# Polynomial time¶

As a high school refresher, in mathematics, a polynomial is an expression that involves a sum of terms, where each term is a constant multiplied by a variable raised to a non-negative integer power. For example:

- 3x^2 + 2x + 1 is a polynomial with three terms: 3x^2, 2x, and 1.
- x^3 + 4x^2 + x + 7 is another polynomial with four terms.

When we say a problem can be solved in polynomial time, we are talking about how the time it takes to solve the problem depends on the size of the input.

- Input size: This is how big the problem is. For example, if you’re sorting a list of numbers, the input size is the number of elements in the list.
- Polynomial time: This means that the amount of time a computer takes to solve the problem increases at a rate proportional to a polynomial function of the input size. In simpler terms, if the input size is n, then the time to solve the problem might grow like n^2, n^3, or even just n, but it doesn’t grow too quickly.

For example:

- If a sorting algorithm runs in O(n^2) time, that means if you double the number of elements to be sorted, the time it takes to sort them might quadruple.
- If an algorithm runs in O(n) time, that means the time to solve the problem grows linearly with the input size (double the input, double the time).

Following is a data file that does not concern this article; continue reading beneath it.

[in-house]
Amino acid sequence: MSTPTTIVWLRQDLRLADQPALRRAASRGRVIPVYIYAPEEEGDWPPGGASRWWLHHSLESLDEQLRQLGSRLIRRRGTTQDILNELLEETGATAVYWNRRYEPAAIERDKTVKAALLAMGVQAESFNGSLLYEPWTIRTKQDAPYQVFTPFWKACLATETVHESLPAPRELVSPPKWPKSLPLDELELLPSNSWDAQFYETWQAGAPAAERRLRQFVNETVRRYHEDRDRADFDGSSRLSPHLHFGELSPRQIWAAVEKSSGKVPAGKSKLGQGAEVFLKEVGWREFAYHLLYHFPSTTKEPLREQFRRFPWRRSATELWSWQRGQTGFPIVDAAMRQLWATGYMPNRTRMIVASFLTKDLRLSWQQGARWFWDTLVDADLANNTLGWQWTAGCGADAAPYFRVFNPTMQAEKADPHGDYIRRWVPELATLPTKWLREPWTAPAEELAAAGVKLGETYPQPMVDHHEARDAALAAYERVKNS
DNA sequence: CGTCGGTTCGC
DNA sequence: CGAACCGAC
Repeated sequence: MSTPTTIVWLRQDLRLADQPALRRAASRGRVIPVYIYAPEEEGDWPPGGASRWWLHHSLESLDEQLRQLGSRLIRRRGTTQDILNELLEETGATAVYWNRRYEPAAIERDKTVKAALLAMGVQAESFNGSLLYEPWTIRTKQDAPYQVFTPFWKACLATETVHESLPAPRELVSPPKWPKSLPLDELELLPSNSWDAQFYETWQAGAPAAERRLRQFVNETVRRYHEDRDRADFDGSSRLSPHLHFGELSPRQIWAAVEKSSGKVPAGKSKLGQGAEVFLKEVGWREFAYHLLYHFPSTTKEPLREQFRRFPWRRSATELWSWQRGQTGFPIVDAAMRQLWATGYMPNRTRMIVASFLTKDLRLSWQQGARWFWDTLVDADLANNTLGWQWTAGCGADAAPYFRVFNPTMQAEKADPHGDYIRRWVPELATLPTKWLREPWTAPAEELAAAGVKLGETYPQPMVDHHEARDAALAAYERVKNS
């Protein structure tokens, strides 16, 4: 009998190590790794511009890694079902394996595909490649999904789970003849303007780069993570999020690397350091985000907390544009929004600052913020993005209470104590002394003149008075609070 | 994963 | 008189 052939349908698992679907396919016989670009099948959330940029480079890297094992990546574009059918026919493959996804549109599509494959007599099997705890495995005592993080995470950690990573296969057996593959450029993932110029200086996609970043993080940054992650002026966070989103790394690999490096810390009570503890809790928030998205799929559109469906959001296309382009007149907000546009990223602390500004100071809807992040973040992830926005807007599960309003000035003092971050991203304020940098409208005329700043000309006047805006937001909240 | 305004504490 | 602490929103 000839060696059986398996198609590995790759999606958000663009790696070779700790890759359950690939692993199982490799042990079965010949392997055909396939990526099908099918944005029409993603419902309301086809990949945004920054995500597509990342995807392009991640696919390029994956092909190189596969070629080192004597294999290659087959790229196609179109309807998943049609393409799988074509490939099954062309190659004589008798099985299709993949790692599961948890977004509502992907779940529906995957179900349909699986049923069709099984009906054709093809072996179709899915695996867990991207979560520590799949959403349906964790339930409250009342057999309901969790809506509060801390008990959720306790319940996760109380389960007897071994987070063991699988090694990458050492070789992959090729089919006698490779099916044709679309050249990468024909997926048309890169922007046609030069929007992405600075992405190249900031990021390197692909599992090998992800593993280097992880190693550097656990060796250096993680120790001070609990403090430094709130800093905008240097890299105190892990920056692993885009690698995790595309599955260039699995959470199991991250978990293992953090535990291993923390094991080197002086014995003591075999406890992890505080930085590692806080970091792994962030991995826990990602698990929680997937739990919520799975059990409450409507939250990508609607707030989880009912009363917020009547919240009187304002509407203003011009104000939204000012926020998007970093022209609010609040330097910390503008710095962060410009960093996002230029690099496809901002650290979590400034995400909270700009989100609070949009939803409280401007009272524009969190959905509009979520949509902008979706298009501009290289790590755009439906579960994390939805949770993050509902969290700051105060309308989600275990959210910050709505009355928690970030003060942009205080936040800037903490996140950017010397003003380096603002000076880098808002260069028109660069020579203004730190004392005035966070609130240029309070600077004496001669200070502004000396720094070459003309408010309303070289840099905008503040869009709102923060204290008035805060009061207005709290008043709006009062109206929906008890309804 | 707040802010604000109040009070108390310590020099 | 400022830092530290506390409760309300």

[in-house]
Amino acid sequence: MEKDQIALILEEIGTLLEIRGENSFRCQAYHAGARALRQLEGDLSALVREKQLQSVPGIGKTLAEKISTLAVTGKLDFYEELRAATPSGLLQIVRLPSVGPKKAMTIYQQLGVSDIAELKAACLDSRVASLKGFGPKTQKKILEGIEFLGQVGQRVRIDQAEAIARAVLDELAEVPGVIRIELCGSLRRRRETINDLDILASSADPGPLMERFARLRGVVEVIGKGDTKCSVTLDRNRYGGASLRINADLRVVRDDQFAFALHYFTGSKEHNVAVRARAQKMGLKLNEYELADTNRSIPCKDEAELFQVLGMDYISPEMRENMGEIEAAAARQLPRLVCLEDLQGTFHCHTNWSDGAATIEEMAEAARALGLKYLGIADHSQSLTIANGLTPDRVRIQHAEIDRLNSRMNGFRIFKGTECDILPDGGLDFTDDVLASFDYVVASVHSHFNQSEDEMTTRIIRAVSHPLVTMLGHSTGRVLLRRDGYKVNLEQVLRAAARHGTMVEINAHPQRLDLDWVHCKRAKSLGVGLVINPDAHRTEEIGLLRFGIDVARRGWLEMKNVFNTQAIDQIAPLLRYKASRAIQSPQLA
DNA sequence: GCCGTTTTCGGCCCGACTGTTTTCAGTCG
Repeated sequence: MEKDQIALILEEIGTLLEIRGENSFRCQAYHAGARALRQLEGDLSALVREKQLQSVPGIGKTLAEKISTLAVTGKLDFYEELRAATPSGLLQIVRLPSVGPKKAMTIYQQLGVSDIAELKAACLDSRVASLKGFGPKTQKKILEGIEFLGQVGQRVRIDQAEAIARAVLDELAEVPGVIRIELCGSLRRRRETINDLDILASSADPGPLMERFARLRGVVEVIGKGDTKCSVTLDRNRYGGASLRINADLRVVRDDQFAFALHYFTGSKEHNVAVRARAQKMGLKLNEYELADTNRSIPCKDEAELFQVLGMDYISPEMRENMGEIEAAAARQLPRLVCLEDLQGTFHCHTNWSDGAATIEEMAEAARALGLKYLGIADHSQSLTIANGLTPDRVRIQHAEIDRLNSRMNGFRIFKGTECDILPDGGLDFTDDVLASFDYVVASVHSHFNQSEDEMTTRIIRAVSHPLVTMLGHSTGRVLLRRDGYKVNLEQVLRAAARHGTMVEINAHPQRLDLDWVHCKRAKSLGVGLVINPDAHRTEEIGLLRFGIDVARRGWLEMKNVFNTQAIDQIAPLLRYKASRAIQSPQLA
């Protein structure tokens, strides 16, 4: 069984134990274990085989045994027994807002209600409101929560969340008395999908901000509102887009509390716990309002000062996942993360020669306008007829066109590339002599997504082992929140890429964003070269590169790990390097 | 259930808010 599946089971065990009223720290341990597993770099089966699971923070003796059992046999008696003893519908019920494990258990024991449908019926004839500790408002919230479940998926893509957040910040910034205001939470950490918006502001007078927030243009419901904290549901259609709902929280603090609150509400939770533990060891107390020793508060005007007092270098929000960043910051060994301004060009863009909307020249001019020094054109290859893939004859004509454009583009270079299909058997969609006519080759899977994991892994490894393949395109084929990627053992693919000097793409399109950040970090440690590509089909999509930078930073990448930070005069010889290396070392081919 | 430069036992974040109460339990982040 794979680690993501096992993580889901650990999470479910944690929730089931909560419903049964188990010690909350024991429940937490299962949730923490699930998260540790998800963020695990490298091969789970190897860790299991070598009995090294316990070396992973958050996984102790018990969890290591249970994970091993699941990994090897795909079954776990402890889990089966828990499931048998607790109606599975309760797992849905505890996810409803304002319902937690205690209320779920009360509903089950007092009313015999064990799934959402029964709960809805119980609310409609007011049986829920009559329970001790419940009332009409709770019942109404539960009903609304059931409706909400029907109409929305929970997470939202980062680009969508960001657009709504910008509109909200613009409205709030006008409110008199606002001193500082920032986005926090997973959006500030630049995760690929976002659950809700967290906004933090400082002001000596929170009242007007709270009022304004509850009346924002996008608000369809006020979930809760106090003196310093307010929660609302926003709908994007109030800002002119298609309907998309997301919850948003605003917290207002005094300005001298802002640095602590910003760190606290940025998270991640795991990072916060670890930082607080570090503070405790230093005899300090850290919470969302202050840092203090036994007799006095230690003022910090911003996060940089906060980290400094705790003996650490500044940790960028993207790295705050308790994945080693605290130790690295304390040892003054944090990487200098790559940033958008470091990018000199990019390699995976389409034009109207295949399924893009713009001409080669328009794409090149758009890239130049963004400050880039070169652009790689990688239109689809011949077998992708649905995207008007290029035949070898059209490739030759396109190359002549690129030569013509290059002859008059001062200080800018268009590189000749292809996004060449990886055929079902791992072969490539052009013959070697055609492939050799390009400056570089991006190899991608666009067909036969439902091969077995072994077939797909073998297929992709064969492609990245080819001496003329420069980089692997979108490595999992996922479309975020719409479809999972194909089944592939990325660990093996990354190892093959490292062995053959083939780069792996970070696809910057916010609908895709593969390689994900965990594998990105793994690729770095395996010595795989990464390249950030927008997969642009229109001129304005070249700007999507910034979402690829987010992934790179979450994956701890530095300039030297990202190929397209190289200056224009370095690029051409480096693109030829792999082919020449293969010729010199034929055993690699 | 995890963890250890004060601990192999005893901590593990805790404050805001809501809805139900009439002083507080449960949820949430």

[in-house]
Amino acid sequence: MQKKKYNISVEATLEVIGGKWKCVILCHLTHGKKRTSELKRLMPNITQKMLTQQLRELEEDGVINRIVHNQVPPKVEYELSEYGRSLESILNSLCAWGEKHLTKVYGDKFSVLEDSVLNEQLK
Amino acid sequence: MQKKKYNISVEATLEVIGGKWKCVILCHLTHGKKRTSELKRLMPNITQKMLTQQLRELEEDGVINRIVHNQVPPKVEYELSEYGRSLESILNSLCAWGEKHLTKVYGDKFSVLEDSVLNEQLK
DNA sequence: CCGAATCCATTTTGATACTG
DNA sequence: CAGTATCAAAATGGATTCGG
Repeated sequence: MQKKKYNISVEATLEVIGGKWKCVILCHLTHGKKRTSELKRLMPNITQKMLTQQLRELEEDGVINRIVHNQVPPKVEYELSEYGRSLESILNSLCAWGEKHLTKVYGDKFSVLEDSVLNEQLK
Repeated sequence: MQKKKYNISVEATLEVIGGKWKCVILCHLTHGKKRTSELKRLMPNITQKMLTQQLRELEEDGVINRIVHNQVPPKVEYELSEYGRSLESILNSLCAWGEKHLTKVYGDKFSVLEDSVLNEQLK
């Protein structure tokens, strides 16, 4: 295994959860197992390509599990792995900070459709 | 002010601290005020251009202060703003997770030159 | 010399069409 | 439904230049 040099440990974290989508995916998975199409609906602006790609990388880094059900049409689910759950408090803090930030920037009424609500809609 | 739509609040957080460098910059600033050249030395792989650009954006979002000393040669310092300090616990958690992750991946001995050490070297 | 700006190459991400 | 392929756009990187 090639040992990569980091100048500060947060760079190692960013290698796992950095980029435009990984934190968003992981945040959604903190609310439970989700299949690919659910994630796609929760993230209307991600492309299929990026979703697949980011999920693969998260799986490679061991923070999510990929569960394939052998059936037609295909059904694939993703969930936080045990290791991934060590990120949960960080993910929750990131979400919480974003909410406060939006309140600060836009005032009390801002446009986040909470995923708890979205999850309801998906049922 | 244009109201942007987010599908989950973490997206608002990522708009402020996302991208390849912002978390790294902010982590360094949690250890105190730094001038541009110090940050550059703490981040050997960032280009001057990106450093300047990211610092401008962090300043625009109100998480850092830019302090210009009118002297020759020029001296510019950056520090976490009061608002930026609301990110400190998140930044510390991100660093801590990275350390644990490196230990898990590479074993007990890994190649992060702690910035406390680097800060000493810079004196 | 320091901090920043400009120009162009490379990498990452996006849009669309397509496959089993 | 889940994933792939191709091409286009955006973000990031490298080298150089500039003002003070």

## Non-polynomial time¶

In contrast, exponential time grows much faster. For example, 2^n grows much more quickly than n^2 as n increases. For instance:

- For n = 10, n^2 = 100, while 2^n = 1024.
- For n = 20, n^2 = 400, but 2^n = 1,048,576.

In many computational problems (especially NP-complete problems), we suspect
they require exponential time to solve, which is why they become *intractable*
as the input size grows.

## Why is polynomial time important?¶

Problems that can be solved in polynomial time are considered “tractable” or “efficient.” In practical terms, this means that for reasonable input sizes, a computer can solve them in a realistic amount of time. Many problems in computer science aim to find polynomial-time algorithms because exponential-time algorithms would take too long as the input grows.

## Putting it simply¶

- Polynomial time: The time to solve a problem grows in a manageable way as the input gets bigger (like n^2 or n^3).
- Exponential time: The time grows way too fast (like 2^n or 3^n) as the input gets bigger.